Both Fluke and Flounder are flat, bottom dwelling fish that live in the waters off Long Island.

For those of you who like to get out there and fish these waters, these are fish that make for good eating, and generally speaking, are just not equipped to put up much of a fight.

General Electric (GE) is another bottom dweller that seems ill equipped to put up much of a fight. That's not a shot at CEO John Flannery. I think he is digging in and putting up a tremendous effort to save a firm left to him in a horrendous position.

The stock though... (shaking my head). The stock's performance would look at the term "flat" as a serious positive. I am long General Electric. I hate being long General Electric. Bottom fishing is not the sport that it's made out to be. Even at these current prices -- the stock closed at $12.30 on Thursday, after trading as low as 11.94 (a nine-year low!) on Wednesday -- I am not likely to add to this position.

Big Seller

Two years ago, after Warren Buffett's Berkshire Hathaway (BRK.B) made its exit from the name, I got in. Hey, big seller out of the way. What could possibly go wrong? Well, I spent about a year and a half managing that position. I did get out in May with my capital investment whole, but it took much of my time and energy. It also took adding a ton of risk in sports that I am comfortable with, such as the sale of both puts and calls, as well as coming close to overplaying my hand in sports that I don't like so much. It's called adding on weakness when you believe in a stock. It's called dollar cost averaging when you go for it on fourth down.

I am not even down on my current position. My equity stake has an average price of $13.16. I had driven my net basis as low as $11.44 through the writing of discounted puts. Then by adding longs on the call side, I actually took my basis up to $11.99. Truth is, I am just plain sick of this name, and sick of working, basically for free just to keep this one from hurting me.

Unwinding my derivative positions will drive my basis higher. I'm stuck for now. I won't be flat anytime soon, but I will lend you my analysis, if you'd like it. I imagine some of you might be long this sickly name with the "re-emerging" dividend yield of 3.9%.

Lemonade Stand

When you were a kid, there's chance that your mom bought you and your sister some lemons, and maybe some napkins. You guys used her sugar. You sold the lemonade out on the sidewalk for 5 cents a glass. A few neighbors stopped by. You and your sister evenly split revenue of maybe 50 cents. The whole thing probably cost your Mom a few bucks. Nice trade.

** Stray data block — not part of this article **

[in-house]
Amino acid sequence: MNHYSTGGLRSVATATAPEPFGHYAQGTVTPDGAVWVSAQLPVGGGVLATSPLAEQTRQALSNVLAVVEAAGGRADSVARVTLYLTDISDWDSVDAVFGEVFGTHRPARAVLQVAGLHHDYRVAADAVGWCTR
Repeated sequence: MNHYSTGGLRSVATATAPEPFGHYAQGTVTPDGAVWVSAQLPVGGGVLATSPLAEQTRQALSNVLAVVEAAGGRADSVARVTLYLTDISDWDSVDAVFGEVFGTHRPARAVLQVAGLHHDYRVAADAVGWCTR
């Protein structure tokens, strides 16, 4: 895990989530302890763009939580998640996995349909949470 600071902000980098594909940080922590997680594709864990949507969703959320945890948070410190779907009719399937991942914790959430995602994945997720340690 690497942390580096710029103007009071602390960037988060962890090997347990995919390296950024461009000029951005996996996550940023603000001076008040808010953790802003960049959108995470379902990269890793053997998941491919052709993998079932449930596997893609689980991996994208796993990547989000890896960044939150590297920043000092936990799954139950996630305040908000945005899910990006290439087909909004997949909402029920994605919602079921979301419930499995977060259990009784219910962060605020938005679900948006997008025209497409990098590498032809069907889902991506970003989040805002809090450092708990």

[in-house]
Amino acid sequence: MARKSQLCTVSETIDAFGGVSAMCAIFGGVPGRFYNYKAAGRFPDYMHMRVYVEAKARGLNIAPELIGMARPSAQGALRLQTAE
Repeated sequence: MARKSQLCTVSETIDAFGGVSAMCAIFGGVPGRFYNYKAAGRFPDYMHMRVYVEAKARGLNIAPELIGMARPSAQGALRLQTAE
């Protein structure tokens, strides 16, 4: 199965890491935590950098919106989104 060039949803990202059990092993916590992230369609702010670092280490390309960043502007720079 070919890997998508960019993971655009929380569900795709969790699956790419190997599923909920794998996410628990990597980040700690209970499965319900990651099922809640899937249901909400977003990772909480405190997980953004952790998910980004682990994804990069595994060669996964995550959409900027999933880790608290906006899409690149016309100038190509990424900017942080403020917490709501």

That's what GE is doing with its power conversion unit. Last week, it was reported that Flannery might be looking to sell that unit, perhaps for as much as $3.2 billion. Firms such as Caterpillar (CAT) are mentioned as potential buyers. Immelt spent twice that much to purchase the unit himself back in 2011. Two days earlier, the firm announced that it was selling the energy debt financing business to Starwood Property Trust (STWD) .

GE continues to shed business units despite announcing that the $20 billion divestiture target had been substantially completed last month. Is the firm simpler and stronger as promised? Well, it's still a long way from simpler, and stronger is anybody's guess. The separation of the Baker Hughes (BHGE) oil services unit still lies in the future.

Bottom Line: GE

What you have here is a stock scraping along at nearly oversold conditions, with all three components of the daily MACD in negative territory, and Money Flow that looks like something out of the apocalypse. A series of lower highs is illustrated by the blue line. That line will be tough to crack. GE did try to break out of its downward-sloping Pitchfork in late July, but that effort appears to have failed miserably.

Wall Street's average Target Price for GE is $15.32. However, Stephen Tusa of JP Morgan, in my opinion, has been the most accurate analyst on this name. He has a sell rating on GE and a Wall Street low price target of $11. Obviously, only you know your tolerance for risk. Obviously, downside risk at this point is not what it once was.

How to Trade It

If you can isolate this stock from the rest of your book, and not worry about it, then fine. If you are flat, look somewhere else for fun. My advice is that if you have the time and the energy to babysit this thing, you can probably pull this off. Know what you are getting into, though. There is no easy money to be made in this seemingly cheap name.

Last night, October 19 $11 puts went out at $0.16. GE reports the day prior. Hard to see any value in making that sale. Those long the equity might want to buy those puts though, just in case Tusa is being overly optimistic.

Free White Paper: 7 Things All Investors Must Know in 2018. Start the second half off right with our free white paper on seven key things to watch this year. From how much cash to have on hand to the three reasons this bull market might die, our white paper features key takeaways from an all-star panel that TheStreet and Fisher Investments recently hosted in New York. Click here to register for your free online copy.

 

At the time of publication, Guilfoyle was long GE equity, short GE put options, long GE call options.

More from Investing

What Investors Should Know About Closed-End Funds or CEFs

What Investors Should Know About Closed-End Funds or CEFs

U.S.-Chinese Trade War Could Mash Up Apple

U.S.-Chinese Trade War Could Mash Up Apple

How to Overcome the Fear of Trading Super-Momentum Stocks

How to Overcome the Fear of Trading Super-Momentum Stocks

What Investors Should Know as Dell Gets Set to Go Public

What Investors Should Know as Dell Gets Set to Go Public

Micron Shares Slide as Analysts Slash Estimates

Micron Shares Slide as Analysts Slash Estimates